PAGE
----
- The Washington Times - Tuesday, December 12, 2000

A federal appeals court yesterday struck down the Cleveland school-voucher program as unconstitutional, saying it violates the separation of church and state.

The much-awaited ruling from the U.S. District Court of Appeals sets the stage for what many believe will be a school-choice showdown before the U.S. Supreme Court.

In a decision hailed by voucher opponents and denounced by choice supporters, a three-judge panel from the 6th Circuit voted 2-1 to uphold a decision by U.S. District Judge Solomon Oliver, a Clinton appointee, who ruled in December 1999 that the Cleveland Scholarship Program was unconstitutional because most of the 56 schools that participate in the program had religious affiliations.

State Attorney General Betty Montgomery said no immediate decision has been made on an appeal. She said the Ohio Supreme Court has upheld the state’s argument that parents have a choice in how to use the vouchers and therefore there is no “constitutional entanglement.”

About 4,000 low-income Cleveland students take part in the program, which allows them to use publicly funded scholarships known as vouchers to pay for tuition at private schools selected by their parents.

“This is the U.S. Supreme Court test case we’ve been waiting for to remove the constitutional cloud from school choice once and for all,” said Clint Bolick, vice president and litigation director at the Institute for Justice in Washington, who represented Ohio voucher families in the case.

“This decision is a disaster for every schoolchild in America, but it will be short-lived,” Mr. Bolick predicted. “I can’t imagine that the Supreme Court would allow 4,000 kids to be just yanked out of the only good schools they’ve ever attended.”

Appeals Judges Eric Clay and Eugene Siler Jr. voted to uphold the ruling by Judge Oliver, who said the program “has the effect of advancing religion through government-supported religious indoctrination.”

In the majority ruling, the appeals court said: “To approve this program would approve the actual diversion of government aid to religious institutions in endorsement of religious education, something ‘in tension’ with the precedents of the Supreme Court.”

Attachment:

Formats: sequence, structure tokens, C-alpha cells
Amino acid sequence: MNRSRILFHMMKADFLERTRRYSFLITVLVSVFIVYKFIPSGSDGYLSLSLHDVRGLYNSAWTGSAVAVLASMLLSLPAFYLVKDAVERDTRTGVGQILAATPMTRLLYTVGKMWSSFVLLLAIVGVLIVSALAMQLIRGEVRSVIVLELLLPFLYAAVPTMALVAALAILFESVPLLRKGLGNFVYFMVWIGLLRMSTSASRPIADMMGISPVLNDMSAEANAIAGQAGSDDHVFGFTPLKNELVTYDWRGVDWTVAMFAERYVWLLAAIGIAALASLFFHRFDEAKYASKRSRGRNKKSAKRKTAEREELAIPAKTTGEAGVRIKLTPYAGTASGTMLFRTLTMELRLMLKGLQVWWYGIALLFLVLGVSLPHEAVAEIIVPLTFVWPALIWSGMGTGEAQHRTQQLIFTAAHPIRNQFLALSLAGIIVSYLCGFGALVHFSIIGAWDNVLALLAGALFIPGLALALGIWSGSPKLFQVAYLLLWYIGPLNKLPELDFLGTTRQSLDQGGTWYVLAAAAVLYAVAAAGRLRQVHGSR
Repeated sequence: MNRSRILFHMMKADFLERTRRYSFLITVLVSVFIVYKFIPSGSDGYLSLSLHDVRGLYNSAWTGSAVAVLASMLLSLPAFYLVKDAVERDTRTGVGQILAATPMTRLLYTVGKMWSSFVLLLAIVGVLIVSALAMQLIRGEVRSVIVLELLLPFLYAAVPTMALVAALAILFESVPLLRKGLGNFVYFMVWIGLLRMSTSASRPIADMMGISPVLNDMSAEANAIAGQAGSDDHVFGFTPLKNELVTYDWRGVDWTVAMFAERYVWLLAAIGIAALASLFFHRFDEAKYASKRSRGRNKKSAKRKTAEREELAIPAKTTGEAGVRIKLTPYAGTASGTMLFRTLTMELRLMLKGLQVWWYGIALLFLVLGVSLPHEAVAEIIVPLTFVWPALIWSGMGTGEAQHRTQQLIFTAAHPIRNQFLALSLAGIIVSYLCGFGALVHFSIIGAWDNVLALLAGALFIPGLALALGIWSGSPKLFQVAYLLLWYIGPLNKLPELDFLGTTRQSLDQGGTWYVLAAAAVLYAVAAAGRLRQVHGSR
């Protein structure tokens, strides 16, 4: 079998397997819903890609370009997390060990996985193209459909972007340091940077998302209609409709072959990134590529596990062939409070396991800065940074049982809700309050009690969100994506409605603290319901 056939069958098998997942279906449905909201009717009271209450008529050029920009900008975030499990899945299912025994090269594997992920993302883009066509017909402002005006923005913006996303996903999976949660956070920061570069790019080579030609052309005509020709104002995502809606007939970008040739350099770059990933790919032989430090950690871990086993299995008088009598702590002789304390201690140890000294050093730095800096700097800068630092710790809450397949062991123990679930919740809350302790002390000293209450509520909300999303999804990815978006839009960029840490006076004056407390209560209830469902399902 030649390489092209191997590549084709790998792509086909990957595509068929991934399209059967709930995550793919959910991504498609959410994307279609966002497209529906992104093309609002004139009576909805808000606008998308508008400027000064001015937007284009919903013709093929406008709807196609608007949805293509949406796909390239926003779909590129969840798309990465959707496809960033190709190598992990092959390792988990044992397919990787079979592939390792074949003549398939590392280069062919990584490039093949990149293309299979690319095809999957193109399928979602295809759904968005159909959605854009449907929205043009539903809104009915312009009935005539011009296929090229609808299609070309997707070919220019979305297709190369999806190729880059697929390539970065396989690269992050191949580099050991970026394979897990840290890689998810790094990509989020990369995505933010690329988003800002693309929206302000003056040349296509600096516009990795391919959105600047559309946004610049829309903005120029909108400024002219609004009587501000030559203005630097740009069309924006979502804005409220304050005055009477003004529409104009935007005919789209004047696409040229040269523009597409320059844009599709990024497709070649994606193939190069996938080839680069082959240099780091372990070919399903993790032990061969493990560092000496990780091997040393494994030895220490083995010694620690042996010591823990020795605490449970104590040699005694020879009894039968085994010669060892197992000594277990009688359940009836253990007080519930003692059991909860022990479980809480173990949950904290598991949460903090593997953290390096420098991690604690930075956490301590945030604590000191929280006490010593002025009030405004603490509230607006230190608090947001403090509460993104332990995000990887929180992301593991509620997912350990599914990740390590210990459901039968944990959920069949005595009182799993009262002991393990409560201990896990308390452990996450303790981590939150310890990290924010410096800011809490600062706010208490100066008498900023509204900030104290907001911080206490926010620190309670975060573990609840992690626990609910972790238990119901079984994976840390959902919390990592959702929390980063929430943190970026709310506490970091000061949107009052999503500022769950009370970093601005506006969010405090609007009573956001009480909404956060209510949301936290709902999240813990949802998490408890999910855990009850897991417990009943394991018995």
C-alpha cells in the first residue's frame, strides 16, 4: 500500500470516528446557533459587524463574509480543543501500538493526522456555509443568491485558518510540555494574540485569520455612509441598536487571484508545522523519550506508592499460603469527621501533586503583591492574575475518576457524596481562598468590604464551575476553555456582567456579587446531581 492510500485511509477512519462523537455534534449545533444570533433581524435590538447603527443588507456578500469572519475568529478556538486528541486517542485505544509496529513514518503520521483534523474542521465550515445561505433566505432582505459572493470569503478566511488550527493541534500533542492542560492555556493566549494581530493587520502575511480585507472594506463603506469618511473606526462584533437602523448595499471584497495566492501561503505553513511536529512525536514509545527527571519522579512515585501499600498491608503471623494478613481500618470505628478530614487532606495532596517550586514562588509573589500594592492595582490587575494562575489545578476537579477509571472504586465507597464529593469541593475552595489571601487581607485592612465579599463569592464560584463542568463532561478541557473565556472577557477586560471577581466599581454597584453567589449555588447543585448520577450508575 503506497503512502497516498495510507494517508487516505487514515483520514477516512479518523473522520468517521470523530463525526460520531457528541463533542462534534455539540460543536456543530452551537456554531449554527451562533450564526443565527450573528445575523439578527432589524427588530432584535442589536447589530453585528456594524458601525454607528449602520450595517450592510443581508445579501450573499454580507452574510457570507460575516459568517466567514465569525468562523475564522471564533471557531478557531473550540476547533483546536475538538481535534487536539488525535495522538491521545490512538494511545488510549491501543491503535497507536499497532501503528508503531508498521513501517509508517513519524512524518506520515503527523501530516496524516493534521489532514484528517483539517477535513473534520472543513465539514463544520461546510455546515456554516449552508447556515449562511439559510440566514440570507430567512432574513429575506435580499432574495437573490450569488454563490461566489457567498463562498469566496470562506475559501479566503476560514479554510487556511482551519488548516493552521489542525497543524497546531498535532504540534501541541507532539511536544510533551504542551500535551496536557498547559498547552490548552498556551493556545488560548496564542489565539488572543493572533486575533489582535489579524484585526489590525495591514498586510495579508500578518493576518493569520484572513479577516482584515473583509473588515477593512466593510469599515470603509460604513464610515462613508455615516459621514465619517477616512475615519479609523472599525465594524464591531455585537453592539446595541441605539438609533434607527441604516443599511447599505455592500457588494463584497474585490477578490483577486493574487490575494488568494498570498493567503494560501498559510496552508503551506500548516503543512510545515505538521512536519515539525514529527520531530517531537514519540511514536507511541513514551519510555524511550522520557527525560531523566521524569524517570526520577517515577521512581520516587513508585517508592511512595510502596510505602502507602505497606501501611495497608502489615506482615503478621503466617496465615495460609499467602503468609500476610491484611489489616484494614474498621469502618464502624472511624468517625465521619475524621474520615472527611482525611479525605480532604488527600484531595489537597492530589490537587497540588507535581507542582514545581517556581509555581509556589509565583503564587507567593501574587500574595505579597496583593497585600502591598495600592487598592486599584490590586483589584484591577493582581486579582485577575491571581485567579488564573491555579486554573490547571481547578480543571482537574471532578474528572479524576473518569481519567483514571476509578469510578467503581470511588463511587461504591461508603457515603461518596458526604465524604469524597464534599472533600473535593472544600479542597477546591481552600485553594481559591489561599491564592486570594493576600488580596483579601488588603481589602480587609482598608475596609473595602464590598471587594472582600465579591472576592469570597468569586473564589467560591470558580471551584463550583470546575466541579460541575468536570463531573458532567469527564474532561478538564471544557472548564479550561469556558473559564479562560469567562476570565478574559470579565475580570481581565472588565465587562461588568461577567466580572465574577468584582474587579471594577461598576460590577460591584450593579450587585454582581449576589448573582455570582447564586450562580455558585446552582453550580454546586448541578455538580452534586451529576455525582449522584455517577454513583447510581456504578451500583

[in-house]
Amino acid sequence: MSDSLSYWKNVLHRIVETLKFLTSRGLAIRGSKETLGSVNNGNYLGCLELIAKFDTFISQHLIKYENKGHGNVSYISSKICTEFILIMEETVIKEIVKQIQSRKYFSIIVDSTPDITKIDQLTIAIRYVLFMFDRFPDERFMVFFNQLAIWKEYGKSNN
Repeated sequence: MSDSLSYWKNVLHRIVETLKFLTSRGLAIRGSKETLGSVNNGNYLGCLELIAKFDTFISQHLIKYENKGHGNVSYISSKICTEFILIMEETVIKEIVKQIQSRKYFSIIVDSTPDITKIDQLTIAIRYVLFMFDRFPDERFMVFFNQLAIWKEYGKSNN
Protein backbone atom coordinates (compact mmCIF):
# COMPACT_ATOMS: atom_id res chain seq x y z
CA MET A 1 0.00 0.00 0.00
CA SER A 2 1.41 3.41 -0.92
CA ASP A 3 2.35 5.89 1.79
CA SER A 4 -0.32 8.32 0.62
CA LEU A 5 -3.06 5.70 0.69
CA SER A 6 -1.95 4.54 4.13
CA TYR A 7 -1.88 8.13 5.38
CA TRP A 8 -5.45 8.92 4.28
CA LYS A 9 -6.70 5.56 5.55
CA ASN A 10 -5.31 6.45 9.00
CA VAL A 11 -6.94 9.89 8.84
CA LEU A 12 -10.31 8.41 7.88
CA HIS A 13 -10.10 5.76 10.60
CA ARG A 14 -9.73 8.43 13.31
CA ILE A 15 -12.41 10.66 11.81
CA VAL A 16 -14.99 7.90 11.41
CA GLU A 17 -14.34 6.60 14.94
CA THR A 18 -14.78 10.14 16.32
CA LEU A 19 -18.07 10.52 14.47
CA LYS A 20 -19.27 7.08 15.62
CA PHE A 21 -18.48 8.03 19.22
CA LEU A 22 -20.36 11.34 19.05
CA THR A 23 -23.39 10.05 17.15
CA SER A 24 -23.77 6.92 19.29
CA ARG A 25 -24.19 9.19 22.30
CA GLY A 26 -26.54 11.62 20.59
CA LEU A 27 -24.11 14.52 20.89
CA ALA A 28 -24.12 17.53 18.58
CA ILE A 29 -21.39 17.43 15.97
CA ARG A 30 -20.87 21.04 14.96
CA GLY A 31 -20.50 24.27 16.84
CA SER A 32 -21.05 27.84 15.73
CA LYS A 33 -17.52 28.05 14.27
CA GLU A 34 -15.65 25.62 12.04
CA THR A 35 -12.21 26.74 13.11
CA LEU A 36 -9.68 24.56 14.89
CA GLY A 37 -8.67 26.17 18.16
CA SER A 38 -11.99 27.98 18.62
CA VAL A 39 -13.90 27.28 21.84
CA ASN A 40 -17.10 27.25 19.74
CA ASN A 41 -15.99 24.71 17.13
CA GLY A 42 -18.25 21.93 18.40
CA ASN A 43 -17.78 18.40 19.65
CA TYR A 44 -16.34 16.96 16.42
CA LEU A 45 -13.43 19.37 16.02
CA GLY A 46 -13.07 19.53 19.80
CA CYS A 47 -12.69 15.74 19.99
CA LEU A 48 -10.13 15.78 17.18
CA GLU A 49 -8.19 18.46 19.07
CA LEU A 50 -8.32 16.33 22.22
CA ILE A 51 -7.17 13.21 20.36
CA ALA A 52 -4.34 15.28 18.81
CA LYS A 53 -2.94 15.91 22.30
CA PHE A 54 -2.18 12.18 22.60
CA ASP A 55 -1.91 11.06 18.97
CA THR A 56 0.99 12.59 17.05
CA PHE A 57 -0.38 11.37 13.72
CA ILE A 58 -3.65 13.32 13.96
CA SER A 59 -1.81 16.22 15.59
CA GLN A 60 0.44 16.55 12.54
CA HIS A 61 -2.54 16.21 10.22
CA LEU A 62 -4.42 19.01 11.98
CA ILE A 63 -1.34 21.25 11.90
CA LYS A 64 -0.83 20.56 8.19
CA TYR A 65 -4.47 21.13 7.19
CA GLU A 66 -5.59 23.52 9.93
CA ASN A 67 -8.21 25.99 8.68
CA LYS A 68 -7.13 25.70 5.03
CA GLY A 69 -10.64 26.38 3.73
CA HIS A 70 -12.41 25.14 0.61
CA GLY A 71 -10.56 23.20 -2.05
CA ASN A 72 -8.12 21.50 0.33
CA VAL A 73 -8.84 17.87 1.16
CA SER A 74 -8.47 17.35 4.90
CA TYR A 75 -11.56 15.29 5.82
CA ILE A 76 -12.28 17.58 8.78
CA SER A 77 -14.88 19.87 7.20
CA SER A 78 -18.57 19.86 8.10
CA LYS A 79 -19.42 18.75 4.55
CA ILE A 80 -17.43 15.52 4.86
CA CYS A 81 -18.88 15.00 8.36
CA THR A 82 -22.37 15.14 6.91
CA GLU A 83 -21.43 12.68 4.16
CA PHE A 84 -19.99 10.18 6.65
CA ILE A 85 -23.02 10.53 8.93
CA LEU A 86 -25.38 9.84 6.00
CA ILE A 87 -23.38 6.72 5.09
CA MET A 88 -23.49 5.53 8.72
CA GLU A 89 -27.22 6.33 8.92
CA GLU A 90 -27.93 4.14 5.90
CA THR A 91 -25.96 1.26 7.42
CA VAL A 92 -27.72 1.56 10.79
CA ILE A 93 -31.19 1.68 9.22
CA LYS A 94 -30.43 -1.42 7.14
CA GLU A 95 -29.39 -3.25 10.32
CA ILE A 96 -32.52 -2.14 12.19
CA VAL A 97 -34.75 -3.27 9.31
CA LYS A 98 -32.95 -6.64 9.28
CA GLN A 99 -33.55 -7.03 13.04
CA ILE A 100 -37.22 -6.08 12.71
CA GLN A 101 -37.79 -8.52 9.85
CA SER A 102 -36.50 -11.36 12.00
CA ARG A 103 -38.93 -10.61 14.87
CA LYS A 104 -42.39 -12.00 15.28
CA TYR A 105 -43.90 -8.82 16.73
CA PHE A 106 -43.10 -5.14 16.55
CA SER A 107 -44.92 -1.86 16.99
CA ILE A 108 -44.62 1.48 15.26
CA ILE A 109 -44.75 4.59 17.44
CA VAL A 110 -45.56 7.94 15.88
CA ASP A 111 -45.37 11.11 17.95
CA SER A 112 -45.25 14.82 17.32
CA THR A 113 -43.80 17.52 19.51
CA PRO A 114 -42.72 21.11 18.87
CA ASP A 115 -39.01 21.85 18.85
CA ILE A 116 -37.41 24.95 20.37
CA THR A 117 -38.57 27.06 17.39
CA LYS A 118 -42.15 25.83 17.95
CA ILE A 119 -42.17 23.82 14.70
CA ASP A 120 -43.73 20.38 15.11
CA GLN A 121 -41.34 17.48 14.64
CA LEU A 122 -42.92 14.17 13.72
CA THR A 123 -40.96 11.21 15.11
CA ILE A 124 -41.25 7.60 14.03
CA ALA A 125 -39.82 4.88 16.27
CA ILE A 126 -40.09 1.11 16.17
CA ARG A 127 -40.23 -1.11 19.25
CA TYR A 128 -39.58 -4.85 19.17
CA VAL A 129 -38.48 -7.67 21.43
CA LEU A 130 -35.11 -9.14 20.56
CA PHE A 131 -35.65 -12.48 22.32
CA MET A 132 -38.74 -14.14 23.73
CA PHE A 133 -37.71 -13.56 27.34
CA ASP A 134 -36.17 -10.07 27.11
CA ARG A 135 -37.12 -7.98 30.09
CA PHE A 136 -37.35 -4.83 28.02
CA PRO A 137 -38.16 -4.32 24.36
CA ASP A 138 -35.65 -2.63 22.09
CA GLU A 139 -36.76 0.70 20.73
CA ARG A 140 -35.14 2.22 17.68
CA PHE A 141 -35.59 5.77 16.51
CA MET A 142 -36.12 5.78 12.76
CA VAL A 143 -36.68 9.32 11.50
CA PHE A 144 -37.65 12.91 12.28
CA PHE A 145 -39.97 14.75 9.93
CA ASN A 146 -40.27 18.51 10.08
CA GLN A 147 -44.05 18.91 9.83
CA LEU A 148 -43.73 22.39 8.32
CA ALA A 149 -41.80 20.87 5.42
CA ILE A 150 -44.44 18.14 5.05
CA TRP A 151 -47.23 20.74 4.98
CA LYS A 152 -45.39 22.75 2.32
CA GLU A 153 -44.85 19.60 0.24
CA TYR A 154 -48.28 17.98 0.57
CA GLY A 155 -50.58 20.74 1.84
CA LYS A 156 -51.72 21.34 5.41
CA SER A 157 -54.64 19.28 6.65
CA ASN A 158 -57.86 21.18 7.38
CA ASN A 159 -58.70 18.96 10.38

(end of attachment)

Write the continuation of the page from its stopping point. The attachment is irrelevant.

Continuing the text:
The third judge in the case, James Ryan, dissented, saying that Supreme Court precedent makes it “unmistakably clear that the voucher program passes constitutional muster.”

Voucher critics were quick to praise the federal court’s decision, noting that it establishes a scenario where the Supreme Court will likely agree to take the case.

“This is a great early Christmas present for America’s public schools and our constitutional principles,” said Barry W. Lynn, executive director of Americans United for Separation of Church and State. “This means that taxpayer money will not be diverted from public schools to private religious schools.”

An appeal of the Simmons-Harris v. Zelman ruling would give the U.S. Supreme Court an opportunity to directly address the voucher issue for the first time, setting up a “historic showdown,” said Mr. Lynn.

This will be the most important case about public schools and church-state separation in decades, he said.

Bob Chase, president of the National Education Association, which has vehemently opposed vouchers and spent millions to defeat them, said in a statement that the Ohio program has a poor track record on student achievement. He also noted that the “troubled two-year program has also suffered from financial abuse and mismanagement.”

“Children and taxpayers would be much better served by proven education reforms that serve all children,” said Mr. Chase.

Anne Bryant, executive director of the National School Boards Association, said the Ohio ruling should help stem the spread of vouchers into other states.

“Public money should be reserved for public schools, where the majority of America’s children are educated well,” said Mrs. Bryant.

Jeanne Allen, president of the Center for Education Reform in Washington, called the court’s decision a “devastating blow” for youngsters and families in Ohio.

“The program is a lifeline for thousands of disadvantaged young people in Cleveland,” said Mrs. Allen. “It is their best hope for educational opportunities and serves as a bold example of reform for other states and cities.”

Mrs. Allen noted that federal and state governments already provide billions of dollars in support to religiously affiliated organizations such as hospitals, universities and social-service providers. The government also provides vouchers for low-income parents to help fund day care at private and parochial facilities.

“Thousands of students in higher education use federally funded Pell grants, national direct student loans and GI benefits to attend religious colleges and universities,” she said. “In Florida alone, the Department of Children and Family Services will spend $46 million for social work performed by Catholic, Baptist, Jewish, Lutheran and other faith-based organizations.

“The state also funds religious institutions to administer juvenile justice programs,” Mrs. Allen noted.

Over the past few years, lower courts across the country have split in their support or dismissal of voucher programs, increasing the odds that the Supreme Court will intervene, said Mr. Bolick.

He hopes that the high court will take up the case “before their current term ends in June.”

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